Controversy has followed Werner Herzog’s “Bad Lieutenant: Port of Call New Orleans” right from the start. When word got to director Abel Ferrara that his original “Bad Lieutenant” film was being remade by Herzog and star Nicolas Cage, the outspoken director wished the other outspoken director would “die in hell.” Herzog’s response? “I have no idea who Abel Ferrara is. But let him fight the windmills, like Don Quixote.” To which Ferrara shot back, “I’d rather chase windmills than steal other people’s ideas. It’s lame.”
Ferrara’s protectiveness is understandable, but his outrage is a little excessive, particularly given that, as Herzog’s insisted all along, the new film is a remake in title only. The central premise may belong to Ferrara; this particular execution, with its sweaty atmosphere and iguana hallucinations, is all Herzog. The result is like watching a jazz musician riff on someone else’s composition. You appreciate both the original author’s intent and artist’s interpretation simultaneously. It’s something Herzog has done before, too, first in 1979 with his rendition of F.W. Murnau’s “Nosferatu” and again just a few years ago, when he remade his own documentary “Little Dieter Needs to Fly” (1997) into the narrative film “Rescue Dawn.”
In all of these cases, Herzog’s remakes don’t negate the original, they build upon them, layering Herzog’s unique obsessions atop the existing material (or in the case of “Little Dieter”/”Rescue Dawn,” giving the director a chance to work through his obsession once more). As far as we’re concerned, Herzog has carte blanche to remake any and every film in his own inimitable style. When you start to imagine the possibilities, they all start to sound good. To wit, here seven examples we’d pay to see. And there are many, many more.
“Predator” (1987, John McTiernan)
Adrien Brody was recently cast in the remake of “Predator” that’s going to be executive produced by indie genre guru Robert Rodriguez. After penning the script, Rodriguez handed the directing gig on to “Vacancy” filmmaker Nimrod Antal, which is a shame; this material is tailor-made for a Herzog remake. We’re talking about an antagonist who’s described at one point in the ’87 original in the line, “She says the jungle… it just came alive and took him.” The cruelty of nature is a frequent Herzog theme, with the jungle a frequent setting. He’s never been a big science fiction guy, but that’s fine; his version would just tone down the Predator’s alien origins and instead present the creature as a more ambiguous force of primal, ecological terror. In “Rescue Dawn,” the jungle is the prison; in Herzog’s “Predator,” the jungle would be the killer too.
Still, he shouldn’t have any problem adapting the original storyline to suit his personal taste: just as in John McTiernan’s version, mankind, represented by the elite American soldiers and their enormous weaponry, think they’re hot shit, and the Predator comes along to remind them of their place in the universe. Herzog could bring back his “Rescue Dawn” star Christian Bale, giving the more believably ferocious actor lines to growl like, “If it bleeds, we can kill it,” which come to think of it, already sounds quite Herzogian.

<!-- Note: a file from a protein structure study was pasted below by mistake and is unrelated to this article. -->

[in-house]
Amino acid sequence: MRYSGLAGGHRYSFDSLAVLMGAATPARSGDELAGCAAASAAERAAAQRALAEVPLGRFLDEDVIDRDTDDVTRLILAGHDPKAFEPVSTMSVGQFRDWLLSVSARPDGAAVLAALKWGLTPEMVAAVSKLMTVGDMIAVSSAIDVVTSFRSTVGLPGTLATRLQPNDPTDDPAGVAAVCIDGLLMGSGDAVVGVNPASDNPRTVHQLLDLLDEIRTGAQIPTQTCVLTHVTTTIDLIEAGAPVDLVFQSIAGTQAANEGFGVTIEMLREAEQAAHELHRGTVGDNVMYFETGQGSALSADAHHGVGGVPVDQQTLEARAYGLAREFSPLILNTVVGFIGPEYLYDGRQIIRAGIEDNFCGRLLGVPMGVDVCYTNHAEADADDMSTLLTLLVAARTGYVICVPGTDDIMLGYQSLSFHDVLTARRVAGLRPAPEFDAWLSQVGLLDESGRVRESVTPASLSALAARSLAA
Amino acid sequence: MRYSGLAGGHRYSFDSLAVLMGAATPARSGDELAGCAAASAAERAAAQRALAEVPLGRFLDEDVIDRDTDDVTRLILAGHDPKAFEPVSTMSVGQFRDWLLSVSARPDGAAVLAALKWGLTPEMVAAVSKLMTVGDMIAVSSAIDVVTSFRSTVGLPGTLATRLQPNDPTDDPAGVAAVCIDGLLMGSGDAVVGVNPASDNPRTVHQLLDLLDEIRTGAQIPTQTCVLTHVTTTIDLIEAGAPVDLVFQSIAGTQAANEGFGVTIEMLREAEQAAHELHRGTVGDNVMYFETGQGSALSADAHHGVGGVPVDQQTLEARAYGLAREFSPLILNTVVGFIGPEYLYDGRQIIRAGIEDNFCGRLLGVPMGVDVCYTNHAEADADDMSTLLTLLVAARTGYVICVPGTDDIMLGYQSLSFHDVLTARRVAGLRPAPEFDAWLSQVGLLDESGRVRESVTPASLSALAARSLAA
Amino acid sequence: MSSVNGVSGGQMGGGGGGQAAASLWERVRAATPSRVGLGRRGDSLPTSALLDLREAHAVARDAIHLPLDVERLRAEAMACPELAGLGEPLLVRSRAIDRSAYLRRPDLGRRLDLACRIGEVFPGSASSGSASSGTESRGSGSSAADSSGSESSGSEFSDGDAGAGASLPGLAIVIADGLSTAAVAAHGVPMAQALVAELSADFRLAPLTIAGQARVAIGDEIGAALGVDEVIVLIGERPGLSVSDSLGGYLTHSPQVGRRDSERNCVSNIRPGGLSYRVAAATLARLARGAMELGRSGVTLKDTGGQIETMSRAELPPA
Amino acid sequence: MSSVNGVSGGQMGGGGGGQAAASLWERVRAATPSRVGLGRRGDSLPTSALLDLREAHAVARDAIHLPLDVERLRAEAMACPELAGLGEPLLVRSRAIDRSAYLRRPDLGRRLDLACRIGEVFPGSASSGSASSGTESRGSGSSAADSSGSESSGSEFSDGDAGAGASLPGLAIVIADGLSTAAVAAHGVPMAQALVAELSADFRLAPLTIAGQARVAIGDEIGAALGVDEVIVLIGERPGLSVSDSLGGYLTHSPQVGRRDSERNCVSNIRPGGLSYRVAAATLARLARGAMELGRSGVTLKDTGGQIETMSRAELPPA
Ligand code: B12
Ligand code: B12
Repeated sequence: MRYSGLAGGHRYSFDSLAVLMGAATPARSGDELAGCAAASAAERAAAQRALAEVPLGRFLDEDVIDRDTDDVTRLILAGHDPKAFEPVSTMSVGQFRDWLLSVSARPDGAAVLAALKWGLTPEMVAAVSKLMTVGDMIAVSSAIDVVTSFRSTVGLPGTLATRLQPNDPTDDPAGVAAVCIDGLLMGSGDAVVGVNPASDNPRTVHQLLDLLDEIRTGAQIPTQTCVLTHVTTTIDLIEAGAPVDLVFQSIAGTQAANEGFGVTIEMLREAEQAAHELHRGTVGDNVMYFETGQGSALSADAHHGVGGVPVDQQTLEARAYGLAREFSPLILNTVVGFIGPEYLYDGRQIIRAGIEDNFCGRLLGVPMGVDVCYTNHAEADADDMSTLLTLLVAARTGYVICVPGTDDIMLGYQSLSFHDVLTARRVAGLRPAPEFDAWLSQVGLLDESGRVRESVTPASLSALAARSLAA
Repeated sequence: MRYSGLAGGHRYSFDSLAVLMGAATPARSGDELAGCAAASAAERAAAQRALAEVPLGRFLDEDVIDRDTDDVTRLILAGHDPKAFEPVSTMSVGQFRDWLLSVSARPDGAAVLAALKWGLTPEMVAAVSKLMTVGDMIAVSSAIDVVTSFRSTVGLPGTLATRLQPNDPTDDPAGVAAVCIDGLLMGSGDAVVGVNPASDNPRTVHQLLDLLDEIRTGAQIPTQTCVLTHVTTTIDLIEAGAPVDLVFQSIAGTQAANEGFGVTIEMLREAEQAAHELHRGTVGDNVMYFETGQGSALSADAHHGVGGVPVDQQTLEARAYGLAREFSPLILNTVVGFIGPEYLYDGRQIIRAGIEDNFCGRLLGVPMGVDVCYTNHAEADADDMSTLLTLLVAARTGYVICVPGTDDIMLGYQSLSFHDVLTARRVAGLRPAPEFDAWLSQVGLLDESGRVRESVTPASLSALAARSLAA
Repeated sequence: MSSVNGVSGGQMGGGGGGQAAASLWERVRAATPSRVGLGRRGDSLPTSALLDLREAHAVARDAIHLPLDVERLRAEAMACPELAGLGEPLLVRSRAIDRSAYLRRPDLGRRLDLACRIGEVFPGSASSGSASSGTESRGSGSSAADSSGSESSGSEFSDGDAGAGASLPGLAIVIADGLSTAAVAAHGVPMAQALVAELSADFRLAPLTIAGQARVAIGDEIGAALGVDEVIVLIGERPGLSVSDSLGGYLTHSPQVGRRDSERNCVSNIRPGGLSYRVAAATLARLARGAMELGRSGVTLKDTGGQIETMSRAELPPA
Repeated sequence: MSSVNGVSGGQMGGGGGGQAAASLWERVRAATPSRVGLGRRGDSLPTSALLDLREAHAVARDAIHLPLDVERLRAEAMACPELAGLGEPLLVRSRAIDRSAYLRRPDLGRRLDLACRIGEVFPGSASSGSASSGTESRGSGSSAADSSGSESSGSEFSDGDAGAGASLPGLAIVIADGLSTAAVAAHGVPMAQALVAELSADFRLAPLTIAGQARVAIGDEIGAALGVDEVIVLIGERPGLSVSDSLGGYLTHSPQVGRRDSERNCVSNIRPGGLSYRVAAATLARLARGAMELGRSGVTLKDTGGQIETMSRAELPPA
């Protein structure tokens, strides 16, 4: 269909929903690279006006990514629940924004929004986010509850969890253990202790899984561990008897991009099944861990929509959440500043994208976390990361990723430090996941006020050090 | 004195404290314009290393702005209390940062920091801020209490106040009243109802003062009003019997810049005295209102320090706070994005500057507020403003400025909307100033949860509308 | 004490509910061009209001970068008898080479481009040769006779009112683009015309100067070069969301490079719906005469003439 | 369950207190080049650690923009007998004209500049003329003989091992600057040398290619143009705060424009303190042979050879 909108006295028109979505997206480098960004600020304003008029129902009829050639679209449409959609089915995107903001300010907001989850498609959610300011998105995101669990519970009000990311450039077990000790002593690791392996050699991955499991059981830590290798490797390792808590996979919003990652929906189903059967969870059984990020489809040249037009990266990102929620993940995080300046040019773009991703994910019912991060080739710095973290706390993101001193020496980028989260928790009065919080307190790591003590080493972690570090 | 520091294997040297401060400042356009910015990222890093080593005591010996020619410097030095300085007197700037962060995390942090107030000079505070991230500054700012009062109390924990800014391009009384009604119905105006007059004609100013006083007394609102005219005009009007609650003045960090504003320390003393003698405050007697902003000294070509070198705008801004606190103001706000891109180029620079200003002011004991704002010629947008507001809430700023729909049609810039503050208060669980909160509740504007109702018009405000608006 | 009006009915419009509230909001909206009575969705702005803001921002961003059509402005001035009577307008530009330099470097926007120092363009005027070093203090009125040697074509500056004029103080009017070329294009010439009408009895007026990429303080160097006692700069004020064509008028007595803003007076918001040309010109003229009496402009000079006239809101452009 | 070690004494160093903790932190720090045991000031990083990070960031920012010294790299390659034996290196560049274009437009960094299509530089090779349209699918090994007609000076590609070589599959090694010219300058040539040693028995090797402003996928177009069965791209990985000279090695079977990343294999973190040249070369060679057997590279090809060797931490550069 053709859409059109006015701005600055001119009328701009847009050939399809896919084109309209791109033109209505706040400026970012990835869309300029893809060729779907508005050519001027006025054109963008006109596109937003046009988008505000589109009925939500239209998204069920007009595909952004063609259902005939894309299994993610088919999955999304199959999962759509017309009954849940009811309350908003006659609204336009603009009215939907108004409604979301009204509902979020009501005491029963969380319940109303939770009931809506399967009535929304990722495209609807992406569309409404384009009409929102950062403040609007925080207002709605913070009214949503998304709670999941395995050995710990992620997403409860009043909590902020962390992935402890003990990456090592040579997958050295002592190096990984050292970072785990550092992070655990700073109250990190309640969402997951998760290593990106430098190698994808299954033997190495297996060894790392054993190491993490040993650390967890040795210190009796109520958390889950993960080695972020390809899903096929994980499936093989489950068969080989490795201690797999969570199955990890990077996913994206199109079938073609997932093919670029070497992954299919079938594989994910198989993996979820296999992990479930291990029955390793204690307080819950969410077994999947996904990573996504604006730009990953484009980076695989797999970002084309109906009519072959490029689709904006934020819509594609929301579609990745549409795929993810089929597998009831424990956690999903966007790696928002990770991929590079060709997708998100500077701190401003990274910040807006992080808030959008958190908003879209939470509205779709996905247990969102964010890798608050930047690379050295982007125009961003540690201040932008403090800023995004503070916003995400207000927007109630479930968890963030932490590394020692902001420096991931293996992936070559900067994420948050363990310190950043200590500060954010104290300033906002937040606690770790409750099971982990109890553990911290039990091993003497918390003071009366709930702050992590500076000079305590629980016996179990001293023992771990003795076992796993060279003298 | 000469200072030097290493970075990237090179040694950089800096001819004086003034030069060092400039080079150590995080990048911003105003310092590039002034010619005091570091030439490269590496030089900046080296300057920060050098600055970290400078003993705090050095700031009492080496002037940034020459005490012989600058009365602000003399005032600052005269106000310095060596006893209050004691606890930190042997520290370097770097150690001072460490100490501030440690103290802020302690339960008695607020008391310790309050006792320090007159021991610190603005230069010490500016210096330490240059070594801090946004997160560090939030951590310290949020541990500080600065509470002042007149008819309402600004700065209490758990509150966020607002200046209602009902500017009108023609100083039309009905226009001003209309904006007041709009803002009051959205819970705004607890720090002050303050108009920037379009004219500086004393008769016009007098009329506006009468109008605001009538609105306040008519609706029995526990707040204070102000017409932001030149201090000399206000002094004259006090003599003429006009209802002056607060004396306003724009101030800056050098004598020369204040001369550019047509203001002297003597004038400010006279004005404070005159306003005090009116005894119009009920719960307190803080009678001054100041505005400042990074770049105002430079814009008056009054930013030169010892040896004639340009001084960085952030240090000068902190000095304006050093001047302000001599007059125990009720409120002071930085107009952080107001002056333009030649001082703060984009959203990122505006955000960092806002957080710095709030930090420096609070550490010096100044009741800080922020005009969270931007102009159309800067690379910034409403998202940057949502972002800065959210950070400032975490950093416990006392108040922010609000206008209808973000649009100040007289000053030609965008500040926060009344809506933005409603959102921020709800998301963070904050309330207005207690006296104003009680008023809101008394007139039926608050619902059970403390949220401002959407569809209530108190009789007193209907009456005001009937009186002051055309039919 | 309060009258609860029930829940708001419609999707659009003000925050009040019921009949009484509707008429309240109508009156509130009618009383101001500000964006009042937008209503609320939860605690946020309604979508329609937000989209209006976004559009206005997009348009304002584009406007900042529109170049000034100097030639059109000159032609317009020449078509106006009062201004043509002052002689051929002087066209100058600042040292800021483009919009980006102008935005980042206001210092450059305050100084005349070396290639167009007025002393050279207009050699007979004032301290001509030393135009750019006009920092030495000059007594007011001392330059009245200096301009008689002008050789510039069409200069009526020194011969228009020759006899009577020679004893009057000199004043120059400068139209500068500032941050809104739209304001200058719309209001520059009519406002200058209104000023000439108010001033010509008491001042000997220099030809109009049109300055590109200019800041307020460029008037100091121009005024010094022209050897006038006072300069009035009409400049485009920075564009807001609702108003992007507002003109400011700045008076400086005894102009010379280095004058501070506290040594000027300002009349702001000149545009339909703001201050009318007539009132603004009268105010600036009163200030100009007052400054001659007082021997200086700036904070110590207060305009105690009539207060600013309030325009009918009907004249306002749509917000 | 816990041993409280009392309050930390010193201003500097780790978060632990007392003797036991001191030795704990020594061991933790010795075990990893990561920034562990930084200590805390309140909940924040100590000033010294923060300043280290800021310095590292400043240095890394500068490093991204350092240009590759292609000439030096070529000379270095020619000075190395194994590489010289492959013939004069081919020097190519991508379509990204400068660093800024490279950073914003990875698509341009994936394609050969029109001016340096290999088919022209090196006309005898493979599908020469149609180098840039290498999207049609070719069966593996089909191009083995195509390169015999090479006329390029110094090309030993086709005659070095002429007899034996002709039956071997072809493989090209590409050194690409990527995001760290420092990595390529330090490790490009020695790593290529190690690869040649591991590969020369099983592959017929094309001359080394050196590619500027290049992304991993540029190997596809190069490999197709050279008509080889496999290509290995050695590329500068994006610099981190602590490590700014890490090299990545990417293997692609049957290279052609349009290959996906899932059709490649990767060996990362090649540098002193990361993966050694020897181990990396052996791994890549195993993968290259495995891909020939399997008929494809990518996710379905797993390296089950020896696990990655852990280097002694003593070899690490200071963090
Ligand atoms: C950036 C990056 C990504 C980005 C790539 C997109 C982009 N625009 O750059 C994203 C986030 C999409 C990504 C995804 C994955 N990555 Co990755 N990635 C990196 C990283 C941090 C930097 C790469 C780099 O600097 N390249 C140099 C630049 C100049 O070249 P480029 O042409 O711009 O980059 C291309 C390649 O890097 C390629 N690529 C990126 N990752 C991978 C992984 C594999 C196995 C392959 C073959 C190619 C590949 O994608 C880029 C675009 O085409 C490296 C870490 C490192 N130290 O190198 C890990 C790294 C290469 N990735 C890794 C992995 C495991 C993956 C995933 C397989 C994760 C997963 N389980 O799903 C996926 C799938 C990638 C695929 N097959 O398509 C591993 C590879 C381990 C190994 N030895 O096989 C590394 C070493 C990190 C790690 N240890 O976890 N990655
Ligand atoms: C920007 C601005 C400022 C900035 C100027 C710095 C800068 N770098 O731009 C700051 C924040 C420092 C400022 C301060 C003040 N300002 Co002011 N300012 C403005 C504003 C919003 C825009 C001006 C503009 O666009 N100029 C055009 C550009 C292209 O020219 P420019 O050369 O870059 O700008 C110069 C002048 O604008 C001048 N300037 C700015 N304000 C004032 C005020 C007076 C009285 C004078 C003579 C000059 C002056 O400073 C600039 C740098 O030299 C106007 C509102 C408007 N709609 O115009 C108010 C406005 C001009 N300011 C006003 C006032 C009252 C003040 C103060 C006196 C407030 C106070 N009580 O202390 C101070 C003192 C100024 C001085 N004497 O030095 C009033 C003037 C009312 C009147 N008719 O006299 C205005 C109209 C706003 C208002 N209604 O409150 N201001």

“2012” (2009, Roland Emmerich)
It’s a bit surprising, given Herzog’s distrustful attitude towards nature, that he hasn’t made a true disaster movie yet. Then again, many of his fiction films are disaster movies in miniature, stories of destruction on a small scale that are often caused or at least hastened by mean old mother nature. As Herzog himself put it in “The Making of ‘Nosferatu,'” “All my films come out from pain. That’s the source. That’s where they come from. Not from pleasure.” The disaster movie — where onscreen pain becomes the foundation of audience pleasure — could prove fertile ground for Herzog, and something like the recently released “2012,” where the entire planet spontaneously erupts into chaos and every manner of ecological disaster befalls mankind simultaneously, seems like ideal source material.
Since Herzog is known for his intense focus, we wouldn’t expect him to recreate Roland Emmerich’s more macro take on disaster, nor would we expect to see him reaffirm the power of the nuclear family in the midst of global extinction (more likely, he’d just kill everybody off). Best of all, can you imagine the sort of quotes in the press from Herzog about the Mayans and their predictions and the conspiracy theorists who spread them? The possibilities are almost too delicious to comprehend.
“Twilight” (2008, Catherine Hardwicke)
Herzog already tackled vampires in his version of “Nosferatu.” So you know he likes the bloodsucker milieu, and I’m guessing he’d like the material too. Not that his version would look much like Catherine Hardwicke’s glossy, romantic take on Stephenie Meyer’s epic romance between human teenager Bella Swan and vampire Edward Cullen. Herzog’s “Nosferatu” exhibited a deep skepticism about the traditional vampire narrative and its erotic overtones. Receiving a vampire’s bite in the Herzogiverse isn’t sexy, it’s disgusting; the Count himself is a walking cadaver whose physical features eerily resemble the legions of plague-carrying rats he beds down with every morning. That makes Herzog the perfect choice to make a version of “Twilight” that examines the underlying creepiness in a story about a 100-year-old creature swapping spit with a 16-year-old girl. Naturally, Herzog’s Cullen wouldn’t be anywhere as handsome as the current onscreen Edward, Robert Pattinson. He’d need a contemporary actor who could bring some of the angular corpsiness that Klaus Kinski provided back in 1979, somebody like Adrien Brody. Pair him with a starlet like Evan Rachel Wood, who’s already proved herself capable of feigning romantic interest in a man decades older than her in Woody Allen’s “Whatever Works,” and you have the makings of a classic.